Between implementing government initiatives and ensuring security of IT systems, it's easy to forget the importance of relationship building at all levels for hospital CIOs to achieve widespread success. That message, however, was delivered loud and clear by a trio of industry leaders at CHIME's annual fall forum.
Seventy percent of breaches involving the California healthcare industry were due to unencrypted data on lost or stolen hardware or portable media, a problem that strong encryption would fix, according to the latest data breach report from the state's attorney general.
To create software that works, health IT professionals need to have "customer empathy," said Todd Dunn, director of innovation for Intermountain Healthcare's I.S. Organization.
In part II of our exclusive interview with Intermountain Healthcare CIO Marc Probst, he discusses the federal interoperability road map draft, unveiled by ONC on Oct. 14. He also shares what his organization's primary focus will be in the coming year.
A new online tool released by the American Medical Association will help patients find locations of the healthcare workforce countrywide.
Success as a healthcare CIO boils down to having the right people on your team, Randy Davis, chief information officer and vice president of support services at CGH Medical Center in Sterling, Illinois, said in an interview at Becker's Health IT and CIO Review.
In part 1 of an exclusive interview with FierceHealthIT, Intermountain Healthcare CIO Marc Probst talks about ONC's ongoing leadership trials and tribulations, as well as the Meaningful Use program.
January is only a few months away but the Cleveland Clinic is already looking to the New Year with today's release of its list of top medical innovations for 2015.
The Southeastern Minnesota Beacon Community demonstrated that it's possible to bring together hospitals, physicians, public health workers and school nurses for data sharing and targeted population health initiatives, according to a paper at eGEMS (Generating Evidence & Methods to improve patient outcomes).
The Certification Commission for Health Information Technology started the process of closing its doors today.
Just call Karen DeSalvo the once and future National Coordinator for Health IT. ONC, in a Health IT Buzz blog post published Tuesday afternoon, said that DeSalvo, in fact, will not step down as National Coordinator--as the agency announced Oct. 23-- but instead will "maintain her leadership of ONC" while also serving as acting assistant secretary of health with the U.S. Department of Health and Human Services.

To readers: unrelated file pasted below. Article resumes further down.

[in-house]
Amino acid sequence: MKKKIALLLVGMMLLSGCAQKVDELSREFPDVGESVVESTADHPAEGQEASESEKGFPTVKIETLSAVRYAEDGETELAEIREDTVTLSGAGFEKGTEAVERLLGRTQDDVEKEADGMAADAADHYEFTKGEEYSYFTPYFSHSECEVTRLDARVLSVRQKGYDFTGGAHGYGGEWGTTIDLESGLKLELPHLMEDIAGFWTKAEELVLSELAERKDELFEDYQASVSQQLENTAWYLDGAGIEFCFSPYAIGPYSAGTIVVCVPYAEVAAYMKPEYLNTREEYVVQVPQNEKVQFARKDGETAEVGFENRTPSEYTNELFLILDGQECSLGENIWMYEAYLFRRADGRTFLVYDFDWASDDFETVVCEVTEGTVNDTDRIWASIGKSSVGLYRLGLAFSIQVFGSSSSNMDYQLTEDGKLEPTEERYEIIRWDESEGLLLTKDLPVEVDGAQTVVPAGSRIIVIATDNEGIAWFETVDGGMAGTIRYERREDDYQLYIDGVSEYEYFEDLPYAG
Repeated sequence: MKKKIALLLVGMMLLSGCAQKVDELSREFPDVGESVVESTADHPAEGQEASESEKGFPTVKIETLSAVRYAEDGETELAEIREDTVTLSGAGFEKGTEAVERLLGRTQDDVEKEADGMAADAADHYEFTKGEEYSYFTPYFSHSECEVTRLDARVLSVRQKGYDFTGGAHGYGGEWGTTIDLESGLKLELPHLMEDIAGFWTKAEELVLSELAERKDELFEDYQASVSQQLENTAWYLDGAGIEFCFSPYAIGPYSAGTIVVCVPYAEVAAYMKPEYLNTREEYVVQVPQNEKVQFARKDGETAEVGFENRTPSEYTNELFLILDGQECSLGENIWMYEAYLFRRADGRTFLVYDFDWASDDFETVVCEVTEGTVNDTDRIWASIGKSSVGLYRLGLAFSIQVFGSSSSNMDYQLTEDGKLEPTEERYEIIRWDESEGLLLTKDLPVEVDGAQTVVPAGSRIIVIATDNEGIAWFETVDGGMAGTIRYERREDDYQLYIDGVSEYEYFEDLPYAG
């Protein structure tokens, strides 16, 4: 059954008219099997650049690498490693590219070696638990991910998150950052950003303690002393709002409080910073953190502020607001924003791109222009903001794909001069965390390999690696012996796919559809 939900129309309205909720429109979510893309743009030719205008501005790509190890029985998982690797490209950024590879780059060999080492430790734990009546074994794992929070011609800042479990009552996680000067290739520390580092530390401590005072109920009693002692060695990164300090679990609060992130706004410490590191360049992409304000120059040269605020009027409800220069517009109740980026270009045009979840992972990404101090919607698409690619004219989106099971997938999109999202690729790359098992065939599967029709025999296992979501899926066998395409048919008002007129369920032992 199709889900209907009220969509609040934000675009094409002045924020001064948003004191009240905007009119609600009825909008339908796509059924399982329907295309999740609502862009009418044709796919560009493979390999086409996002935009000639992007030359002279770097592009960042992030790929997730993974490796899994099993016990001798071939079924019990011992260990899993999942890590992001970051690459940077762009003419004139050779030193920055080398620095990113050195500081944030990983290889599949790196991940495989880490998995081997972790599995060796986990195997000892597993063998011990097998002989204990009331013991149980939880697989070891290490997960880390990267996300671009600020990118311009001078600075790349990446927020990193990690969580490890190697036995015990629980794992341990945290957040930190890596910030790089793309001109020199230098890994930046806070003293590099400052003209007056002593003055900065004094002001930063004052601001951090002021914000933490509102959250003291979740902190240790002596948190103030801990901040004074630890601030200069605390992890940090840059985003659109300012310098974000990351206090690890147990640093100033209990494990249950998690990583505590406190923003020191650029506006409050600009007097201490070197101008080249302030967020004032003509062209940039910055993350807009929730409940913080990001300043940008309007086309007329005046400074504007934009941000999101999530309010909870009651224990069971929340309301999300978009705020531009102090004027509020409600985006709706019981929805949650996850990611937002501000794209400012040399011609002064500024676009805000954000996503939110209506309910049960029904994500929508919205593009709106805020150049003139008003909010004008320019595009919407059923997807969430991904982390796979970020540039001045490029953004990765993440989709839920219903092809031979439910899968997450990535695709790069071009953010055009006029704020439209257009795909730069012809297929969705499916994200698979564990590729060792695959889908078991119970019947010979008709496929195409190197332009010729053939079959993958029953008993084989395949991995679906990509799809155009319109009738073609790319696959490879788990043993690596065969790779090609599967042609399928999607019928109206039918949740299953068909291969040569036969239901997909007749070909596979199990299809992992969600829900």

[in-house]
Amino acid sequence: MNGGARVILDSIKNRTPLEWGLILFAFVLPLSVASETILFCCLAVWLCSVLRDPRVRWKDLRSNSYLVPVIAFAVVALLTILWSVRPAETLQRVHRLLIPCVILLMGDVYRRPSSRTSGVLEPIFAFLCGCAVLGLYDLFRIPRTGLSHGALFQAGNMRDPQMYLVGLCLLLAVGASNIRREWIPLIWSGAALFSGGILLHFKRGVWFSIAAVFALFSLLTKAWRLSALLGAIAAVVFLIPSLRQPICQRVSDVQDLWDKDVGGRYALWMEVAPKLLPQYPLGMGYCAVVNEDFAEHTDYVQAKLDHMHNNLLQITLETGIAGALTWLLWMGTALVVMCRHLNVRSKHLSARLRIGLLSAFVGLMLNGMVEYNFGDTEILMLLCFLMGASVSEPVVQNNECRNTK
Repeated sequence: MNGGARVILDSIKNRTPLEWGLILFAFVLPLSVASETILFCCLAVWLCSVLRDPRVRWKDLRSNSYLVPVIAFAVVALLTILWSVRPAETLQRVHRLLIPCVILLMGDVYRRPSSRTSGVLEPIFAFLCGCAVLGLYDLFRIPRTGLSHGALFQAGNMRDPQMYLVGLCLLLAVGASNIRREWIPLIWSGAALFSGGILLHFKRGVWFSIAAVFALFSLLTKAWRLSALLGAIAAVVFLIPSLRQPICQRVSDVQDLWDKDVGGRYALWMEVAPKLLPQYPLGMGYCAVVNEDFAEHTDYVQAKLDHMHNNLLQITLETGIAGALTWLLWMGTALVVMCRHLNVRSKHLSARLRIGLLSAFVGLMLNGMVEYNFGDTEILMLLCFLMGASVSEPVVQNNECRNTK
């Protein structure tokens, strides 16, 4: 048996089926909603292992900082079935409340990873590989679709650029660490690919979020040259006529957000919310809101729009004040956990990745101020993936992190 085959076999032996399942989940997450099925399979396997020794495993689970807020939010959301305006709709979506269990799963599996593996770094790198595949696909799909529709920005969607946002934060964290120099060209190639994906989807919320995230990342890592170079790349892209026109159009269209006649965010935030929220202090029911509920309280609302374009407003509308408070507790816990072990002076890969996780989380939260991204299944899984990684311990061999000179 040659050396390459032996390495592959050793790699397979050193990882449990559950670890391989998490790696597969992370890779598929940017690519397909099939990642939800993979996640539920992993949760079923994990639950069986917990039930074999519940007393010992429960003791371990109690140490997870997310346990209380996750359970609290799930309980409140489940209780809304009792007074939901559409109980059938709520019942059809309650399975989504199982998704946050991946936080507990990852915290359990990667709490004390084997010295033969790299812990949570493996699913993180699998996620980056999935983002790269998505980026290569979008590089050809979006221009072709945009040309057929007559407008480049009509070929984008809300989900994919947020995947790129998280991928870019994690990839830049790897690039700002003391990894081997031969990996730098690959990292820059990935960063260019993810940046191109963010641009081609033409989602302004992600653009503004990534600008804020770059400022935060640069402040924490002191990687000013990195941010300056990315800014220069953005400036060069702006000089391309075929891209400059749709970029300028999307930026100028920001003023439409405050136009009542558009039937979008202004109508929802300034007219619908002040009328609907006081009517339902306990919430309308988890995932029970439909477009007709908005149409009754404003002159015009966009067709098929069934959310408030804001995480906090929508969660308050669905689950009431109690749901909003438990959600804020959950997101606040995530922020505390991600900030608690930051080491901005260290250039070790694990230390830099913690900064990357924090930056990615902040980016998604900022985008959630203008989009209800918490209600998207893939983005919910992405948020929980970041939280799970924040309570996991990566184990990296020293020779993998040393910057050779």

As venture capitalists pump more money into healthcare tech and innovation, and companies make more valuable contributions to the field, the industry is entering Health Market 2.0, according to a report by global consulting firm Oliver Wyman.
The Iowa Board of Medicine's recent guidance on telemedicine is at odds with a rule its passed last year, The Des Moines Register writes in an opinion piece
Rural hospitals in Kansas aren't waiting for students to graduate from high school to spark their interest in medical coding. They turn to health information management professionals to start the credentialing process early on--before students even get their high school diplomas.
The Office of the National Coordinator for Health IT certainly appears to be an agency in disarray. After all, not only will ONC be without its top two officials by the end of next month--with National Coordinator Karen DeSalvo named acting assistant secretary for health at HHS last week and Deputy National Coordinator Jacob Reider announcing he will head back to New York in November--the agency also has lost four other top officials. Since July, it has seen Joy Pritts, Lygeia Ricciardi, Judy Murphy and Doug Fridsma depart.
An evaluation of four Beacon Community projects found some common issues and barriers, according to a paper at eGEMs (Generating Evidence & Methods to improve patient outcomes. The paper looked at commonalities among the projects, including structure, people, technology, tasks, and sustainability.
Looking to take a page from Amazon, Netflix and Google, investors have poured $1.9 billion into companies pursing predictive analytics in healthcare, though predicting the best course of treatment is significantly different than recommending a book or movie, according to a new Rock Health report.
For Ken Kilmer, ICD-10 project manager at Rocky Mount, North Carolina-based Nash Health Care System, conducting a weeklong mock ICD-10 transition earlier this month was all about avoiding chaos in 2015.
Federation of State Medical Boards President and CEO Humayun Chaudhry, in a recent letter to the Washington Post, took issue with the newspaper report on telemedicine expansion, published Oct. 20.
While Google Trends has the potential to help with access to population data on behavior and its link to health and healthcare, it needs to be more transparent to be a useful tool, according to a new study.